If you are purchasing our AlumiGlo FlounderPro 2850 (30W COB) or any of the AlumiGlo FlounderPro 8550 lights, you are given the option of choosing a Color Temperature of 3000K or 5000K. Hopefully this article will help you decide which color would best for you.
Which Color Should I Choose?
Color temperature is measured in Kelvin (K), and there are three common ranges of White Lights: Warm Light (2700K-3000K); Cool White (3000K-5000K), and Daylight (5500K-6500K). While most of the older incandescent bulbs and halogen bulbs were in the 3200K range and the more modern White LEDs now range between 3200K and 6500K. The higher the number is the whiter the light is until the color eventually starts to turn blue in the 7000K range.
You can find a lot of different articles and opinions on the internet pertaining to which color temperature is the best color to use for gigging and bowfishing, but typically, lower color temperatures in the 2700K to 3000K range work best in heavily stained and muddy waters and mid-range color temperatures in the 5000K to 6000K range work best in moderately clear to clear water. 80% of our customers purchase 5000K lights, but if the water in your area is extremely stained or muddy, you may want to consider using a lower color temperature.
Why Lower Color Temperatures Work Better in Dirty Water
Lower color temperatures work better in stained, dirty, and muddy waters because the yellowish tint produced by the lights do not reflect off of the mud particles in the water as badly as the whiter, high color temperatures do therefore producing less glare in the water. Higher color temperatures appear to be much whiter and brighter when compared side by side to lower temperature colors, but they also produce more glare in stained water. The easiest way to explain why lower color temperatures work better in dirty water is to compare the stained water to shining your bright lights in fog. Turn bright lights on in the fog and they shine right back in your face. However the lower color temperature (more yellow) fog lights do a better job of cutting through the fog with less reflection.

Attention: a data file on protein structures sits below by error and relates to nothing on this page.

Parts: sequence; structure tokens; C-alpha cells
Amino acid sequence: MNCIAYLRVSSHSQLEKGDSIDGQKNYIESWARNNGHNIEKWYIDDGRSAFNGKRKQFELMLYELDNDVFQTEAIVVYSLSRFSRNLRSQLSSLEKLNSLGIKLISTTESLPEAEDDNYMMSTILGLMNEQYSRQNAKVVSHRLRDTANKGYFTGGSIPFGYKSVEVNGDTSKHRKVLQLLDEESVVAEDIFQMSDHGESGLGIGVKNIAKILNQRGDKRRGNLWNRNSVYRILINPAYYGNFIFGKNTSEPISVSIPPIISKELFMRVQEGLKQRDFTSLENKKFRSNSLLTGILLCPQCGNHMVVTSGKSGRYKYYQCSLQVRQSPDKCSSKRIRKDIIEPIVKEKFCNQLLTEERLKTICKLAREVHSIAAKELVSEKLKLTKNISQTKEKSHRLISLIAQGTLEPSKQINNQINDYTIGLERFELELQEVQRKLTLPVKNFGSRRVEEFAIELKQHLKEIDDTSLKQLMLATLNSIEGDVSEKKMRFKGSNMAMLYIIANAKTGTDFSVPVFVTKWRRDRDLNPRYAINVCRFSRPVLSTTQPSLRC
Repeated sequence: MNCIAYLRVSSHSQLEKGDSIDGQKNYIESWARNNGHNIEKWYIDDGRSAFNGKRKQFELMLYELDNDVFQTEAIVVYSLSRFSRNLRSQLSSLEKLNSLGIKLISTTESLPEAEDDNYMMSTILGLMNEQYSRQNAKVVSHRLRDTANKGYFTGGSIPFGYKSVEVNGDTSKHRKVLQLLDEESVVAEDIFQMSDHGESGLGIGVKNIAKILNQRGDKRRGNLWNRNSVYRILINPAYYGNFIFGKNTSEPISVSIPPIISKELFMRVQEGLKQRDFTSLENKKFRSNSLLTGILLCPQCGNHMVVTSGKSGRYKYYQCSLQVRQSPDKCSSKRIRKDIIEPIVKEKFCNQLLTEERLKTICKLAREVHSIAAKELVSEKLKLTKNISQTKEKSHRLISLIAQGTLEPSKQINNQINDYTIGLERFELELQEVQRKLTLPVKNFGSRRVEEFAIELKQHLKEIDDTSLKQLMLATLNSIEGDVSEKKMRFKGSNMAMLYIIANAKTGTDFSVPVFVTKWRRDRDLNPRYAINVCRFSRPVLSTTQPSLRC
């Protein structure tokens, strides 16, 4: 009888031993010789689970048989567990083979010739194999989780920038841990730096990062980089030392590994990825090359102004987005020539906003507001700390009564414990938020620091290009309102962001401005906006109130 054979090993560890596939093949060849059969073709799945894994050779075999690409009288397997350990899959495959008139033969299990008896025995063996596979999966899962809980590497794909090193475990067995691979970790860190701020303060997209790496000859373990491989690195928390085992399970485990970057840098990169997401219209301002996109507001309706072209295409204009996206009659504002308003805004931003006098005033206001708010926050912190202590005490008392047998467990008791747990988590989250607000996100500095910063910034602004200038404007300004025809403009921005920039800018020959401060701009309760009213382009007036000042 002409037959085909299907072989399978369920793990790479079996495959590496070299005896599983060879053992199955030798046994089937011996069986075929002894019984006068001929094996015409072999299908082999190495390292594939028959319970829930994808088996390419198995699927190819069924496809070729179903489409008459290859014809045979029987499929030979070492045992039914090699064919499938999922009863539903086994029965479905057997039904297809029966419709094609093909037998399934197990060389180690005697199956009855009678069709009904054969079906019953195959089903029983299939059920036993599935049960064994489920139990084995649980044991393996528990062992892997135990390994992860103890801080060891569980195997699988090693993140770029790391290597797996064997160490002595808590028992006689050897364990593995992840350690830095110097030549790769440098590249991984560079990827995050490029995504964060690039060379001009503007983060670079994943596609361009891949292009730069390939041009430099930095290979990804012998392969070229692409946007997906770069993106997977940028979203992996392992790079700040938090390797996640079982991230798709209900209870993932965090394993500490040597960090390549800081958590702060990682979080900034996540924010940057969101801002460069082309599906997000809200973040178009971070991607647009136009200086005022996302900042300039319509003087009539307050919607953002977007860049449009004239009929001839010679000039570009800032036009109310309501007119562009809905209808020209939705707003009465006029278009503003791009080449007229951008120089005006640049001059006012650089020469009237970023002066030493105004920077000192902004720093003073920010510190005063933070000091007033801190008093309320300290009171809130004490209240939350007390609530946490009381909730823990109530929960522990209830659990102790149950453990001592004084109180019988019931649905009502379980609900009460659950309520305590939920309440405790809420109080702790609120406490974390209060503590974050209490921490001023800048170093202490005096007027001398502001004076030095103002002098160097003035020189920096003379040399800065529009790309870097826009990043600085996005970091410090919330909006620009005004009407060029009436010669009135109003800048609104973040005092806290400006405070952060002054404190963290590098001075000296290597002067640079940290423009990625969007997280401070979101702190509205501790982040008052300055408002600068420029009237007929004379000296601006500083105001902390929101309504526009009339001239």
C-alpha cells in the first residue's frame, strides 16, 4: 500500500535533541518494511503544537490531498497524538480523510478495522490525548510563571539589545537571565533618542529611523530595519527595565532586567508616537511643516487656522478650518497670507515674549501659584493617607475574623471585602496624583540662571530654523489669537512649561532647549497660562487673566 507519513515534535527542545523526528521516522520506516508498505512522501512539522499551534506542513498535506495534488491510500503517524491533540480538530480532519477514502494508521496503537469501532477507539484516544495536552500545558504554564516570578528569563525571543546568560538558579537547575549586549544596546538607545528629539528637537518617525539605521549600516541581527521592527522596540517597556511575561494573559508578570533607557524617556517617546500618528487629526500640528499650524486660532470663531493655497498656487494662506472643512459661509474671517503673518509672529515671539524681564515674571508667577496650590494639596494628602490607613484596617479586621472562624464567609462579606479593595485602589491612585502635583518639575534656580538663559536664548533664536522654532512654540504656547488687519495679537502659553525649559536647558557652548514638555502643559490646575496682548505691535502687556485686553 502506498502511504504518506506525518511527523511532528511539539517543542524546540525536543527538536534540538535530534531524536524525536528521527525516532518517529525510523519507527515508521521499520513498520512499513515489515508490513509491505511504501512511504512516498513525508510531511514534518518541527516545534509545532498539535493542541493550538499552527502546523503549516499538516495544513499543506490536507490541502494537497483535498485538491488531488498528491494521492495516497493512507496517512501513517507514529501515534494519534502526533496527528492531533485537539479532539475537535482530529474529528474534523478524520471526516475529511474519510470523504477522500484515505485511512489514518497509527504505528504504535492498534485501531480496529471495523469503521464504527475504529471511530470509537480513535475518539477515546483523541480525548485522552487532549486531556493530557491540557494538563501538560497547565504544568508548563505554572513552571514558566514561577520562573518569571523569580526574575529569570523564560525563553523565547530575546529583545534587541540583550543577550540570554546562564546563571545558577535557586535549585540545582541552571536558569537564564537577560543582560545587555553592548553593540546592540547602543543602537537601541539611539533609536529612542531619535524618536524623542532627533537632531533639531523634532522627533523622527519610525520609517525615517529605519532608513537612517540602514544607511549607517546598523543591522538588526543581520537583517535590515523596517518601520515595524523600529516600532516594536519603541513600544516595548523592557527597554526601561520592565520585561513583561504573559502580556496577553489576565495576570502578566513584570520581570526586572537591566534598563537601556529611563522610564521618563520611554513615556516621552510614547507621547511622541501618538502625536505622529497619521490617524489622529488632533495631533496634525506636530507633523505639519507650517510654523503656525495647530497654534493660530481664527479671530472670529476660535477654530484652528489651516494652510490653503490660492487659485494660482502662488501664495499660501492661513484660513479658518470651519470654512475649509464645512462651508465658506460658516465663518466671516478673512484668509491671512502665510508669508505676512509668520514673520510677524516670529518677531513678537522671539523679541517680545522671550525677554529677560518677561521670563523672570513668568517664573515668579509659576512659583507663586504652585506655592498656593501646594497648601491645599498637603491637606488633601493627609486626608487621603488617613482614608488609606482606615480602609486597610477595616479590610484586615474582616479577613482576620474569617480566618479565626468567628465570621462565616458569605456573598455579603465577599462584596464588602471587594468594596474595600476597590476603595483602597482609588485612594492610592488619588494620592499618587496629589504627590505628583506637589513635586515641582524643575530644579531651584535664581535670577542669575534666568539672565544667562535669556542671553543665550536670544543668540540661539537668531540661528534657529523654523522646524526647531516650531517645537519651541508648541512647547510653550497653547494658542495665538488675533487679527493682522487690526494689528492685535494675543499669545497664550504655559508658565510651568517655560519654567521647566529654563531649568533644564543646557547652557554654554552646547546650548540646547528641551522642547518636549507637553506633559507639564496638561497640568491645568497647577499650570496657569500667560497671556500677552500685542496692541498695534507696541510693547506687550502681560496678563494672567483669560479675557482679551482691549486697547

If you primarily fish in heavily stained or dirty waters, a lower color temperature in the 2700K to 3000K range may work best for you. Just remember, the lights will look much yellower and will not look as bright when compared to the higher color temperature lights but they should provide better overall visibility because there will be less glare from reflection. If you are fishing in moderately stained to clear water, color temperatures in the 5000K to 6000K range would be your best option.